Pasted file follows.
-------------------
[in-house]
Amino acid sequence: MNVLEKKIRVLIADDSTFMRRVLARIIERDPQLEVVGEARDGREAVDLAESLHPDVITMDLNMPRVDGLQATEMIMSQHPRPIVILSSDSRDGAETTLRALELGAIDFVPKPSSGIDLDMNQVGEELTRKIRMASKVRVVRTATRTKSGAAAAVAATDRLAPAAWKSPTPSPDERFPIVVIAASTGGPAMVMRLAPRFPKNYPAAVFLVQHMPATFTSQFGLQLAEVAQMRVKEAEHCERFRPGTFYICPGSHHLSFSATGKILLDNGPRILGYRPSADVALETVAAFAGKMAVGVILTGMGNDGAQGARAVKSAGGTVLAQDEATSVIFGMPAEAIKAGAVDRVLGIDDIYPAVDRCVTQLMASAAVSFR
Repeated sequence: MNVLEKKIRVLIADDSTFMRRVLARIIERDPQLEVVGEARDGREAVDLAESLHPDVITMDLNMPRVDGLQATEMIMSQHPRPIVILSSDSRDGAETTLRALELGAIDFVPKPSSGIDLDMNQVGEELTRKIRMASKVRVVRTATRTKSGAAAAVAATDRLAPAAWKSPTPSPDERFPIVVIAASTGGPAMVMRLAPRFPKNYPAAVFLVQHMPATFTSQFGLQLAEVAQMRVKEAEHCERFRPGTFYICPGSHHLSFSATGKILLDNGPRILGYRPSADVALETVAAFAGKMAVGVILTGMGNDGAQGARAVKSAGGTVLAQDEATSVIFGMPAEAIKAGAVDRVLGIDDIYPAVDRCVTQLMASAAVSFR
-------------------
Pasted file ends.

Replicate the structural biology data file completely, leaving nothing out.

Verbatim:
[in-house]
Amino acid sequence: MNVLEKKIRVLIADDSTFMRRVLARIIERDPQLEVVGEARDGREAVDLAESLHPDVITMDLNMPRVDGLQATEMIMSQHPRPIVILSSDSRDGAETTLRALELGAIDFVPKPSSGIDLDMNQVGEELTRKIRMASKVRVVRTATRTKSGAAAAVAATDRLAPAAWKSPTPSPDERFPIVVIAASTGGPAMVMRLAPRFPKNYPAAVFLVQHMPATFTSQFGLQLAEVAQMRVKEAEHCERFRPGTFYICPGSHHLSFSATGKILLDNGPRILGYRPSADVALETVAAFAGKMAVGVILTGMGNDGAQGARAVKSAGGTVLAQDEATSVIFGMPAEAIKAGAVDRVLGIDDIYPAVDRCVTQLMASAAVSFR
Repeated sequence: MNVLEKKIRVLIADDSTFMRRVLARIIERDPQLEVVGEARDGREAVDLAESLHPDVITMDLNMPRVDGLQATEMIMSQHPRPIVILSSDSRDGAETTLRALELGAIDFVPKPSSGIDLDMNQVGEELTRKIRMASKVRVVRTATRTKSGAAAAVAATDRLAPAAWKSPTPSPDERFPIVVIAASTGGPAMVMRLAPRFPKNYPAAVFLVQHMPATFTSQFGLQLAEVAQMRVKEAEHCERFRPGTFYICPGSHHLSFSATGKILLDNGPRILGYRPSADVALETVAAFAGKMAVGVILTGMGNDGAQGARAVKSAGGTVLAQDEATSVIFGMPAEAIKAGAVDRVLGIDDIYPAVDRCVTQLMASAAVSFR